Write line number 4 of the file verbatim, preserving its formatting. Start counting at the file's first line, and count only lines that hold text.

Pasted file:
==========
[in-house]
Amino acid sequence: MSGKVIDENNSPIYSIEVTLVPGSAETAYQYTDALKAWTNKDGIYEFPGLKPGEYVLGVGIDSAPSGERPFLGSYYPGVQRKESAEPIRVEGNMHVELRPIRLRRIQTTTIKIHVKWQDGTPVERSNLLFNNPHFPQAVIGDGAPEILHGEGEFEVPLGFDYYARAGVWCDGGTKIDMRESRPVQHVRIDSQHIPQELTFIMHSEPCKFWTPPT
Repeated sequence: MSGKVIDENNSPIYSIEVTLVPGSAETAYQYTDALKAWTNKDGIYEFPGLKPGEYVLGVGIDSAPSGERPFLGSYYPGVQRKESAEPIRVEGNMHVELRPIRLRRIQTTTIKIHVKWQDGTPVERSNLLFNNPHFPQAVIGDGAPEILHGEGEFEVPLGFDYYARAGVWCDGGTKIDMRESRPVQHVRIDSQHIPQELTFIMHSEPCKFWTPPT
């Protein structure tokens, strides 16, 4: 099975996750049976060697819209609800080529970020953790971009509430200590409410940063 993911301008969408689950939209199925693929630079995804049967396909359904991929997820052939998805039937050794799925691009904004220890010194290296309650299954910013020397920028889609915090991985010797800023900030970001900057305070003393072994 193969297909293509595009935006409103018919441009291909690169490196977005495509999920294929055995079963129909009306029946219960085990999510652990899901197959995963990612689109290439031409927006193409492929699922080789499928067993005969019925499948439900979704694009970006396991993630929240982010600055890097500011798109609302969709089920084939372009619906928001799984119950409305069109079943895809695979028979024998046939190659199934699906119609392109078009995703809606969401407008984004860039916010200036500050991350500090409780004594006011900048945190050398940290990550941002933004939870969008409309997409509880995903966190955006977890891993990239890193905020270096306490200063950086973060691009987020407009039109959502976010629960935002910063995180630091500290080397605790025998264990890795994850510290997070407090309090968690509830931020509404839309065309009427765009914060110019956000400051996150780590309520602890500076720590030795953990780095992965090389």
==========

């Protein structure tokens, strides 16, 4: 099975996750049976060697819209609800080529970020953790971009509430200590409410940063 993911301008969408689950939209199925693929630079995804049967396909359904991929997820052939998805039937050794799925691009904004220890010194290296309650299954910013020397920028889609915090991985010797800023900030970001900057305070003393072994 193969297909293509595009935006409103018919441009291909690169490196977005495509999920294929055995079963129909009306029946219960085990999510652990899901197959995963990612689109290439031409927006193409492929699922080789499928067993005969019925499948439900979704694009970006396991993630929240982010600055890097500011798109609302969709089920084939372009619906928001799984119950409305069109079943895809695979028979024998046939190659199934699906119609392109078009995703809606969401407008984004860039916010200036500050991350500090409780004594006011900048945190050398940290990550941002933004939870969008409309997409509880995903966190955006977890891993990239890193905020270096306490200063950086973060691009987020407009039109959502976010629960935002910063995180630091500290080397605790025998264990890795994850510290997070407090309090968690509830931020509404839309065309009427765009914060110019956000400051996150780590309520602890500076720590030795953990780095992965090389």